Photo Credit: Jewish Press

The rustic town of Oldsville drew crowds of visitors every summer. Yankel, one of the town’s residents, owned three fine horses and would charge visitors a fee to ride them through the town’s cobblestone streets.

One afternoon, Feivel came to rent a horse. But when he ran up to one of the horses, the startled horse kicked him in the leg. Furious, Feivel pushed the horse, causing it to lose its balance. The horse fell and landed with a thud, one of its legs twisting awkwardly in the process.

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Yankel called the vet. “His leg is badly broken,” the vet pronounced, after examining the horse. “Without an operation, the horse will never be able to gallop or pull a wagon again.”

Upon hearing the vet’s prognosis, Yankel said to Feivel, “You owe me money for injuring the horse. There’s the $2,500 veterinarian’s fee, plus the loss of income I would have made from the horse for the remainder of the summer, which is an additional $1,000.”

“How much is the whole horse worth?” Feivel asked. “Go sell it and I’ll pay you the difference to buy a new horse.”

“I don’t want to sell the horse, though,” Yankel retorted.

Question: Is Feivel required to pay Yankel $3,500 or only the difference between the price of the injured horse and a new one, which is considerably less?

The Torah (Shemos 21:19) requires a person who injures another person to pay for his medical costs (ripui) and any wages he lost due to his injury (sheves).

If an animal injures a person, however, its owner is not liable for ripui and sheves; he is only required to pay for the damage resulting from the person’s permanent disability (nezek) (Choshen Mishpat 420:3, 405:1).

Tosafos (Gittin 42b) writes that some authorities also exempt a person who injures an animal from paying for ripui and sheves. The Shach (388:39), based on the Mordechai, explains that ripui and sheves are considered grama (indirect damage), and the Torah only obligates a person to pay ripui and sheves if he injures a person.

However, Tosafos cites Rabbeinu Chaim Cohen, who maintains that loss of income is calculated as part of the nezek payment since the animal is worth less on the market due to its inability to work.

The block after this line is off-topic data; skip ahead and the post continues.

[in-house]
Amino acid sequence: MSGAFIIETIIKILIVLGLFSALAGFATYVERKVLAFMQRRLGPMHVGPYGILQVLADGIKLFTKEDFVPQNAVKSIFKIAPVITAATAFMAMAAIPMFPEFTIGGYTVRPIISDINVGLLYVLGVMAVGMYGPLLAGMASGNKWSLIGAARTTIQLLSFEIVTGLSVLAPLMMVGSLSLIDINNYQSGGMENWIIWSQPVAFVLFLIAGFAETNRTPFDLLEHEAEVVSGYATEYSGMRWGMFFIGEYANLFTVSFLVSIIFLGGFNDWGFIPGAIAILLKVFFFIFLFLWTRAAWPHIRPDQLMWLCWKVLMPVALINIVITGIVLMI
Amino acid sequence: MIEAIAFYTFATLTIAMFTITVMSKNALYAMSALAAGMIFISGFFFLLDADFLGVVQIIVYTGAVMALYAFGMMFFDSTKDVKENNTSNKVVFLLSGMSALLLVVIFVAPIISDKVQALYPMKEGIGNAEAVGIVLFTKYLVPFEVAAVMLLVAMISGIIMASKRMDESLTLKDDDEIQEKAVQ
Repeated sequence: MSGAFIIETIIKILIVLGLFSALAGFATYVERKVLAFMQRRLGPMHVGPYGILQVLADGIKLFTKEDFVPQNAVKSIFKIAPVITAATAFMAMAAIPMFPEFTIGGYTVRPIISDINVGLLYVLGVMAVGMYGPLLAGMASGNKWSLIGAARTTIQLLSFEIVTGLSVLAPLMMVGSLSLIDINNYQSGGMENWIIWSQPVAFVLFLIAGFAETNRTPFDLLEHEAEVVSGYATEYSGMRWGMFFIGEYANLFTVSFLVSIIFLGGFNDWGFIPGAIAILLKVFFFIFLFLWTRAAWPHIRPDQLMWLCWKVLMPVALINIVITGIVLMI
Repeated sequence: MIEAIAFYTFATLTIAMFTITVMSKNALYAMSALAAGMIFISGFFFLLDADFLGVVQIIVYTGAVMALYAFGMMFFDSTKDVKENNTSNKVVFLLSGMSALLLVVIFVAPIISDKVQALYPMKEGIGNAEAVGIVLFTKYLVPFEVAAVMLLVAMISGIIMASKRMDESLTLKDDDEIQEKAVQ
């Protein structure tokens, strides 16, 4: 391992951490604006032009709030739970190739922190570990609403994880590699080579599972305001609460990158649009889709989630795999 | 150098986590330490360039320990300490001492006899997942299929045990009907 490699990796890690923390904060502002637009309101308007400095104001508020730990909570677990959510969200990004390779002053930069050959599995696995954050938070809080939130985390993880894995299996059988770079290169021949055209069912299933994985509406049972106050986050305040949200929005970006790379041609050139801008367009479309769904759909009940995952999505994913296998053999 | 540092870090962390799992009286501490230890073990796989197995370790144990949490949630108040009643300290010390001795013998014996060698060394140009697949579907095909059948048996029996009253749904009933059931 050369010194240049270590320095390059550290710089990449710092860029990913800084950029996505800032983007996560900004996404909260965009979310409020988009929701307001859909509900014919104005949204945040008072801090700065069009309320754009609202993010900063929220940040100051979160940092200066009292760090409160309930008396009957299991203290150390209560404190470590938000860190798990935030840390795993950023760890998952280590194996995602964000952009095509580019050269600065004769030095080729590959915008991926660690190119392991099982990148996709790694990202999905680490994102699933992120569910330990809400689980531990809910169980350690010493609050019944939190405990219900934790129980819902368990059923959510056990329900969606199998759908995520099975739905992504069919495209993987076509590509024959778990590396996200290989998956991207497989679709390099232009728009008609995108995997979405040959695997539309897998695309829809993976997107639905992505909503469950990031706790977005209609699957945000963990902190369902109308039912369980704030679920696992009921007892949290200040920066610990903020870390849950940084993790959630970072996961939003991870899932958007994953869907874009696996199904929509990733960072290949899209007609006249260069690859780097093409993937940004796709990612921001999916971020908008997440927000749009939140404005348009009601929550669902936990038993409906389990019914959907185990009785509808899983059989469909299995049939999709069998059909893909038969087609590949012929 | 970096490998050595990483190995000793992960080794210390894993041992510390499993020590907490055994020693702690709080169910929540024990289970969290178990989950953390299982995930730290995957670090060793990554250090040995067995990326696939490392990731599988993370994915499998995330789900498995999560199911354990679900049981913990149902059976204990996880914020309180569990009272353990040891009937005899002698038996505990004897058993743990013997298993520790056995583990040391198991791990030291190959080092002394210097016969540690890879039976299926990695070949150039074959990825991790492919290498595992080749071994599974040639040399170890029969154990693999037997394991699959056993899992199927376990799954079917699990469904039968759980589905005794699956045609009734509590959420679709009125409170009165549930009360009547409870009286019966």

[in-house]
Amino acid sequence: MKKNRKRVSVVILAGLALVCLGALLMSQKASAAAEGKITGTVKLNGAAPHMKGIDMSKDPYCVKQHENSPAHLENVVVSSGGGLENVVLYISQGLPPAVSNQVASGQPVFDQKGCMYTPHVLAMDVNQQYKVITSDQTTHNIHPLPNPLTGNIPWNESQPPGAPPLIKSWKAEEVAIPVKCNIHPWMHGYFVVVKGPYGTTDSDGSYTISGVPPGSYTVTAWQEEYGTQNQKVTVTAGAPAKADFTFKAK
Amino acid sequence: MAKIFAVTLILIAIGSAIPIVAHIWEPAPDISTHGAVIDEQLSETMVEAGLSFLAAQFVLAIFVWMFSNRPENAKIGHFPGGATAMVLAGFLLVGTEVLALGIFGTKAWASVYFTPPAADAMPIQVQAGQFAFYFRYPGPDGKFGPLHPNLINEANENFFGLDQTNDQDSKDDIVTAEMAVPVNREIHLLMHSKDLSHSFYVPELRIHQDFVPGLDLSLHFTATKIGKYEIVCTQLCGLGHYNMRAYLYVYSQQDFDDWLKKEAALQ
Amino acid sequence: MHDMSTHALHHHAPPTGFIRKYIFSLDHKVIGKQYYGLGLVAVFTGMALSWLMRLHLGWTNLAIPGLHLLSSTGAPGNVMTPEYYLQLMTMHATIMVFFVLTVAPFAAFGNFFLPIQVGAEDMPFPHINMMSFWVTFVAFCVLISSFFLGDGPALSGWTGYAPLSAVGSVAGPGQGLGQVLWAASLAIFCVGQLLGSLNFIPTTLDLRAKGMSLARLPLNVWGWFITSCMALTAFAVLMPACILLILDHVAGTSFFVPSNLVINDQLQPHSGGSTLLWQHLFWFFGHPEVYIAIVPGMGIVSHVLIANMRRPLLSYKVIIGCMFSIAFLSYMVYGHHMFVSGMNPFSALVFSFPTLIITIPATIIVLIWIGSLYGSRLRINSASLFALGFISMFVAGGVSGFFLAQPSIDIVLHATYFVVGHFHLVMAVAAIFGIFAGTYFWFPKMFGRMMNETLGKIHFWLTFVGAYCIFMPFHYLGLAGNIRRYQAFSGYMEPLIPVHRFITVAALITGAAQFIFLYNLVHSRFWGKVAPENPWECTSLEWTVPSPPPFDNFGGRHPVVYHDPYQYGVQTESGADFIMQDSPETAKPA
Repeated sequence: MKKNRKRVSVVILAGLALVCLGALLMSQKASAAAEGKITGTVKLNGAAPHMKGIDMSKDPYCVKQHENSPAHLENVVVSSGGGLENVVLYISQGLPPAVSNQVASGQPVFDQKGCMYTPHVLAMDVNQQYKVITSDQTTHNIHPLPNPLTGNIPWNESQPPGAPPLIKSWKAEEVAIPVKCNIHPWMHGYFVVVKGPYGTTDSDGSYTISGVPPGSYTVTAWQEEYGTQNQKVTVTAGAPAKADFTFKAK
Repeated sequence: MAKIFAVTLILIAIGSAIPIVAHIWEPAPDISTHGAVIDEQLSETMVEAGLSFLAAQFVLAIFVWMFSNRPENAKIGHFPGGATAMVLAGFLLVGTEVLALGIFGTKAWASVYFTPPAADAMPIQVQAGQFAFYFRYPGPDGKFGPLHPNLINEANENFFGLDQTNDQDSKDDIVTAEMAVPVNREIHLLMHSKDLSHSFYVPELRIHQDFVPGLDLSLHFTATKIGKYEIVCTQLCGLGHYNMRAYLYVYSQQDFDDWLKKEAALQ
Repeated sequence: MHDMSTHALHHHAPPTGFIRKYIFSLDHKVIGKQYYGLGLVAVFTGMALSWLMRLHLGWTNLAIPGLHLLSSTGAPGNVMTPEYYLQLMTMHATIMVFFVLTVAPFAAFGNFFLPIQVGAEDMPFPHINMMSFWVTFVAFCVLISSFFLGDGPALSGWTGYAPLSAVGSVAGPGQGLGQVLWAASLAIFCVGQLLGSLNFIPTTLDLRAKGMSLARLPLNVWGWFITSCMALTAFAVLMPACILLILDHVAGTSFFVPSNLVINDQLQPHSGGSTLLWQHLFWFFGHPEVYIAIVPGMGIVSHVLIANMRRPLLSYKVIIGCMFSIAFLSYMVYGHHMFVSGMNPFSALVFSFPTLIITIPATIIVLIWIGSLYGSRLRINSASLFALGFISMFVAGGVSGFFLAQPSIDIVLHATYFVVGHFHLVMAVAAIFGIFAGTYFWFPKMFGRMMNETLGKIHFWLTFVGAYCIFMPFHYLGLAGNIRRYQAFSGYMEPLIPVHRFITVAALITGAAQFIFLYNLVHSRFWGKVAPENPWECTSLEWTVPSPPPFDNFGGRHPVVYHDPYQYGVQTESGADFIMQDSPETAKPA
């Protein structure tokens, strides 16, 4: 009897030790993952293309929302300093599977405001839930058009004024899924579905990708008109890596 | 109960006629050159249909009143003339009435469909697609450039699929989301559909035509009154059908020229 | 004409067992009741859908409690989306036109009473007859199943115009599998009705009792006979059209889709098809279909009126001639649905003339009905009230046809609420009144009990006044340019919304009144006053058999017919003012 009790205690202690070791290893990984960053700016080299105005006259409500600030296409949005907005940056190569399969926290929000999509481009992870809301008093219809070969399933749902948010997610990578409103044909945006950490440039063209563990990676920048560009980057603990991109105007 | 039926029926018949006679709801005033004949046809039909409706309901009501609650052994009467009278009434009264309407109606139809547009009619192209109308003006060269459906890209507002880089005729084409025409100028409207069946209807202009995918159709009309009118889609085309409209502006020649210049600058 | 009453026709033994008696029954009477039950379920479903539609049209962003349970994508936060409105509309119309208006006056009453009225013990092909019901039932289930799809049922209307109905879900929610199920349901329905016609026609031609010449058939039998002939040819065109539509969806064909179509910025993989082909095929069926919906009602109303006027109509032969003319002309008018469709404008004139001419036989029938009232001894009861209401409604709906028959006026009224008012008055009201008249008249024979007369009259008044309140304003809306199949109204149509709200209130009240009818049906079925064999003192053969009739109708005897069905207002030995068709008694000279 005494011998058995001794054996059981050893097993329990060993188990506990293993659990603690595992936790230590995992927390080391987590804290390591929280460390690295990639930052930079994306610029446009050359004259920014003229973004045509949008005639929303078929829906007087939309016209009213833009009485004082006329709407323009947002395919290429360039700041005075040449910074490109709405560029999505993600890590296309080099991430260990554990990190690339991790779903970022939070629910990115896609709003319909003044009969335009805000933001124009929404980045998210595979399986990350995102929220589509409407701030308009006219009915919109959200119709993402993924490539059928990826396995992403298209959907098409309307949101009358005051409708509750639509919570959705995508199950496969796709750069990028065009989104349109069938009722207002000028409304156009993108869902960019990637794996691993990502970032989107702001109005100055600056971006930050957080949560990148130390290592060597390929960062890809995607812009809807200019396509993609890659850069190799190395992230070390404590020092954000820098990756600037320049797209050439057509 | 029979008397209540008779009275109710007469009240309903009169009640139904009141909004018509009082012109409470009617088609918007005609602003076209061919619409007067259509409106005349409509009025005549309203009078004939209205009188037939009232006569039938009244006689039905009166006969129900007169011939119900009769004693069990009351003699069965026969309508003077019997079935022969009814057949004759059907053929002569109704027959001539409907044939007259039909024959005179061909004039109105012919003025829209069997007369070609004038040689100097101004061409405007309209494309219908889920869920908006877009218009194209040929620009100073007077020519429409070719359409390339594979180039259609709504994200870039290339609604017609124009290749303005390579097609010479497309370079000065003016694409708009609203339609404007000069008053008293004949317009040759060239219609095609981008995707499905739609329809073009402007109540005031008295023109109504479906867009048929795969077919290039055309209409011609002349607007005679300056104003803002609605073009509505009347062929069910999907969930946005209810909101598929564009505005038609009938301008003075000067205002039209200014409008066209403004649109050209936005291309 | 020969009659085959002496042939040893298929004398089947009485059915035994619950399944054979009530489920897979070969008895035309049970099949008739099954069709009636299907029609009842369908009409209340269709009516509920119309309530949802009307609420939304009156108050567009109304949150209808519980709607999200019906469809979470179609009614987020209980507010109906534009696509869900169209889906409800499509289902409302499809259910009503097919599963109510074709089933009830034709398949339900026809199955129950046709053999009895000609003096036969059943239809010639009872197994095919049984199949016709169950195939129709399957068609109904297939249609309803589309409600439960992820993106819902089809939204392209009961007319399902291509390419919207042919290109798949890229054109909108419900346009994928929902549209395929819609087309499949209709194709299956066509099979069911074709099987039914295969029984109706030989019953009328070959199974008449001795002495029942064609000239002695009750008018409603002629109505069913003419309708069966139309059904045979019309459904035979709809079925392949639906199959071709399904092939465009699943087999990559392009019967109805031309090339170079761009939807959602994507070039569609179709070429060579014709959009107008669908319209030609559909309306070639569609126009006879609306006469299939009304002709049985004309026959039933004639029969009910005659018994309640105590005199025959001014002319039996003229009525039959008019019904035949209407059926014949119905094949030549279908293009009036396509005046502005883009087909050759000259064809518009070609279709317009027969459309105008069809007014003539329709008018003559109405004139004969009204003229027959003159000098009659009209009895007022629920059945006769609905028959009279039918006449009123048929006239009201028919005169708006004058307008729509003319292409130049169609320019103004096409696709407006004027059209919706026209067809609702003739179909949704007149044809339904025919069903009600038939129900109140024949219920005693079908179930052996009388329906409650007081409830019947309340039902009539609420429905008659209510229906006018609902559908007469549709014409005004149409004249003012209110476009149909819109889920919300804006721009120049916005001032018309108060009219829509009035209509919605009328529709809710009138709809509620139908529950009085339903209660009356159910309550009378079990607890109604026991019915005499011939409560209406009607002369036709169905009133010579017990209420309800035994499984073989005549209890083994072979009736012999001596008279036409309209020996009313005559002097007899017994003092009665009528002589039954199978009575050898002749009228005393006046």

The Mechaber and Rema rule in accordance with the opinion that exempts a person from ripui and sheves if he injures an animal, but the Shach considers the issue an unresolved dispute (sefeika d’dina). Since the exemption is rooted in grama, a moral obligation for reimbursement would apparently remain even according to the view that exempts him from paying ripui and sheves (Choshen Mishpat 307:6; 340:2; Shach 307:5; 340:4; Pischei Choshen, Nezikin 11:6).

Moreover, later authorities (Yeshuos Yaakov and Chazon Ish) rule – against the simple reading of the Shulchan Aruch – that a person who injured the animal is liable for impending medical expenses that reduce the animal’s value on the market.

Similarly, the Nesivos writes that if the injury will not heal without medical intervention, he is responsible to pay to restore the animal to its former state just as he would be liable for repairing any other property damage (Pischei Teshuvah 307:3; Chazon Ish, B.K. 13:8,10; Nesivos 340:4).

Verdict: Feivel is liable for the horse’s loss of value, including loss due to impending medical expenses, and has at least a moral obligation to pay Yankel for loss of potential income.

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Rabbi Meir Orlian is a faculty member of the Business Halacha Institute, headed by HaRav Chaim Kohn, a noted dayan. To receive BHI’s free newsletter, Business Weekly, send an e-mail to subscribe@businesshalacha.com. For questions regarding business halacha issues, or to bring a BHI lecturer to your business or shul, call the confidential hotline at 877-845-8455 or e-mail ask@businesshalacha.com.